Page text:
- ^ Nancy Klein Maguire, Regicide and Restoration: English Tragicomedy, 1660–1671, Cambridge, Cambridge University Press, 1992; p. 57.
- ^ John Downes, Roscius Anglicanus, London 1708; Montague Summers, ed., Fortune Press [no date]; reprinted New York, Benjamin Blom, 1963; p. 13.
Works by John Dryden Poetry Plays
The Wild Gallant (1663) · The Indian Emperour (1665) · The Tempest (1667) · An Evening's Love (1668) · Tyrannick Love (1669) · The Conquest of Granada (1670) · The Assignation (1672) · Marriage à la mode (1672) Amboyna (1673) · The Mistaken Husband (1674) · Aureng-zebe (1675) · All for Love (1678) · Oedipus (1679) · Amphitryon (1690)
Essay of Dramatick Poesie (1668)
Fables, Ancient and Modern (1700)
Operas Restoration comedy
Marriage A-la-Mode · The Country Wife · The Libertine · The Man of Mode · The Plain-Dealer · The Rover · The Kind Keeper · The Rover, Part II · The Feigned Courtesans · The Lucky Chance · Bury Fair · Sir Anthony Love · The Wives Excuse · The Old Bachelor · The Double-Dealer · Love For Love · She Ventures and He Wins · Love's Last Shift · The Relapse · The Provoked Wife · Love and a Bottle · The Constant Couple · The Way of the World · The Perjured Husband · The Beau Defeated · Sir Harry Wildair · The Basset Table · The Recruiting Officer · The Beaux' Stratagem · The Busybody
Wikimedia Foundation. 2010.
Look at other dictionaries:
Marriage à-la-mode — may refer to: Marriage à la mode (play), a 1673 Restoration comedy by John Dryden Marriage à la mode (Hogarth), a series of 18th century paintings by William Hogarth Marriage à la Mode (short story), a 1921 short story by Katherine Mansfield This … Wikipedia
Marriage à la Mode (short story) — Marriage à la Mode is a 1921 short story by Katherine Mansfield. It was first published the The Sphere on 31 December 1921, and later reprinted in The Garden Party and Other Stories. Contents 1 Title 2 Plot summary 3 … Wikipedia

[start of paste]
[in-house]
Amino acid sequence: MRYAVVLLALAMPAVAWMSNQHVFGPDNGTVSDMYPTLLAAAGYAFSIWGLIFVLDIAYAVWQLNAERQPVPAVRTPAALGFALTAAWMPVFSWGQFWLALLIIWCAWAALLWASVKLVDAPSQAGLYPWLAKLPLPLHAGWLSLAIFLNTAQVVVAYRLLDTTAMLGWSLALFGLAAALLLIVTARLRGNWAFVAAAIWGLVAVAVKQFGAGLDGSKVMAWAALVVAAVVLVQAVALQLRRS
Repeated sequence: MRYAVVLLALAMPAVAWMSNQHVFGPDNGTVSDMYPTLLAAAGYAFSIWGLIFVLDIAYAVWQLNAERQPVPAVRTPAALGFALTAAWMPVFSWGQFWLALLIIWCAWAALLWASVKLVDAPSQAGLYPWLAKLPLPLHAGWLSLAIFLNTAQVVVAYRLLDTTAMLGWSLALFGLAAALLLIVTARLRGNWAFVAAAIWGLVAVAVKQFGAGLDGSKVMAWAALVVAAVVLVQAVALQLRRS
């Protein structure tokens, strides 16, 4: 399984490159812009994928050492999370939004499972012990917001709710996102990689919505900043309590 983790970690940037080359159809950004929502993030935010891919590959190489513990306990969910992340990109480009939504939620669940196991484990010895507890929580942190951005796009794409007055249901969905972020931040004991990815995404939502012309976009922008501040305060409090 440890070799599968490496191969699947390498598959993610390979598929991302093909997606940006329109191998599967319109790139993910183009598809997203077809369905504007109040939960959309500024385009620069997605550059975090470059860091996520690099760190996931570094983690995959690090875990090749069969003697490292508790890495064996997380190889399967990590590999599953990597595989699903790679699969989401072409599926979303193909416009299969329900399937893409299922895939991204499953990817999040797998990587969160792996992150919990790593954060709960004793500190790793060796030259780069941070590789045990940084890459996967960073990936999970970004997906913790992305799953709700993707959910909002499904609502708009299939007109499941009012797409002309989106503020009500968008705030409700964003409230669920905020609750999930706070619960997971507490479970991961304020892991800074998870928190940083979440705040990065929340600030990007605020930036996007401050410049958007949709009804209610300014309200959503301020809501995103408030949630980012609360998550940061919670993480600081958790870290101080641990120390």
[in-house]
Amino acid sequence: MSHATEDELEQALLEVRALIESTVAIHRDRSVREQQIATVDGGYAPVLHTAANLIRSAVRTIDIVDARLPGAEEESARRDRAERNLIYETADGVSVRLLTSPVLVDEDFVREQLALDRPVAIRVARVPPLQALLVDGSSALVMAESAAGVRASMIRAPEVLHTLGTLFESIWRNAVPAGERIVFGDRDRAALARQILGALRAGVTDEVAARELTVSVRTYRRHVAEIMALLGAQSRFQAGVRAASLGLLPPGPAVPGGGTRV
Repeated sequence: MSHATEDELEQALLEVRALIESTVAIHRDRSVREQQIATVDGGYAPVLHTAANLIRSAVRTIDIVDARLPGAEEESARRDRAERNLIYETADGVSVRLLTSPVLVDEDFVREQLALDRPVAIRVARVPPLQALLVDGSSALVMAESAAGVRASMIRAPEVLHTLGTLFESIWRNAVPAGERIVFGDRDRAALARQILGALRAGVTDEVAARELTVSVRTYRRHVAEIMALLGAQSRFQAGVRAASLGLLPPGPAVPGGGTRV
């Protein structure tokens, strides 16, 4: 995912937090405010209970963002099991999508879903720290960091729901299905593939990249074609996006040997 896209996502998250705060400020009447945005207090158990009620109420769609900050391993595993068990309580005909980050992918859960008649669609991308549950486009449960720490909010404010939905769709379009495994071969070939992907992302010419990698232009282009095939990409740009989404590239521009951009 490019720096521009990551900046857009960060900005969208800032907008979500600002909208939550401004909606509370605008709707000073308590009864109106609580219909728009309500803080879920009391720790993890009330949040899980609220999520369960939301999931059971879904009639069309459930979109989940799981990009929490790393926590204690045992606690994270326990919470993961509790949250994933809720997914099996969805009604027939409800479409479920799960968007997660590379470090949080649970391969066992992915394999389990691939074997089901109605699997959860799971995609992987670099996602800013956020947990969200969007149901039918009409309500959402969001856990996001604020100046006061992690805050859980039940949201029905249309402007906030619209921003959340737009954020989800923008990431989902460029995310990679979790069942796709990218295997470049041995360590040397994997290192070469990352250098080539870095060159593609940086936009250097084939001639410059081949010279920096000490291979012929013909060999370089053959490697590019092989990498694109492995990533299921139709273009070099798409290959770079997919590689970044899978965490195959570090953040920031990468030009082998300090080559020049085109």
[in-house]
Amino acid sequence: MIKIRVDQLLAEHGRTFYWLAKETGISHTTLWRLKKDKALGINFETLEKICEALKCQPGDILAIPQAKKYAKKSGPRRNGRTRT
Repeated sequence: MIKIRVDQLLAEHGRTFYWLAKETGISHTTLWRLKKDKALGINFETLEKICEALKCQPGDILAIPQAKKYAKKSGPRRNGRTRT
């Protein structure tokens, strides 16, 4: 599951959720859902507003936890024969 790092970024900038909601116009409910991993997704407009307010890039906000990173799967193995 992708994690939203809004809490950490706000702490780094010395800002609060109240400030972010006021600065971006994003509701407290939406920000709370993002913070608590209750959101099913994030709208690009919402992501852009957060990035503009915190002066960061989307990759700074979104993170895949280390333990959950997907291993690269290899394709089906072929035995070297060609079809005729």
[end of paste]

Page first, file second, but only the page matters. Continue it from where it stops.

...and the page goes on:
Marriage A-la-Mode — This article is about the play by John Dryden; Marriage á la mode is also the name of a series of pictures by William Hogarth. Marriage a la Mode (1672) is a comic play by John Dryden, first performed in London in 1673 by the King s Company. It… … Wikipedia
Marriage-à-la-Mode — (Hyphens.) Play by John Dryden (1672) … Bryson’s dictionary for writers and editors
Arranged marriage — For the television series, see Arranged Marriage (TV series). For the short film, see Arranged Marriage (film). Marriage à la mode by William Hogarth: a satire on arranged marriages and prediction of ensuing disaster An arranged marriage is a… … Wikipedia
The Man of Mode — Frontispiece to George Etherege s The Man of Mode (1676). The Man of Mode, or, Sir Fopling Flutter is a Restoration comedy by George Etherege, written in 1676 and first performed March 2 of the same year. Gibbons argues that the play offers the… … Wikipedia
MIXED MARRIAGE, INTERMARRIAGE — The terms intermarriage and mixed marriage are used interchangeably. Intermarriage in the present context is defined as a marriage where one partner professes a religion different from that of his spouse. Marriages in which a partner has… … Encyclopedia of Judaism
literature — /lit euhr euh cheuhr, choor , li treuh /, n. 1. writings in which expression and form, in connection with ideas of permanent and universal interest, are characteristic or essential features, as poetry, novels, history, biography, and essays. 2.… … Universalium
comedy — comedial /keuh mee dee euhl/, adj. /kom i dee/, n., pl. comedies. 1. a play, movie, etc., of light and humorous character with a happy or cheerful ending; a dramatic work in which the central motif is the triumph over adverse circumstance,… … Universalium
Restoration comedy — is the name given to English comedies written and performed in the Restoration period from 1660 to 1710. After public stage performances had been banned for 18 years by the Puritan regime, the re opening of the theatres in 1660 signalled a… … Wikipedia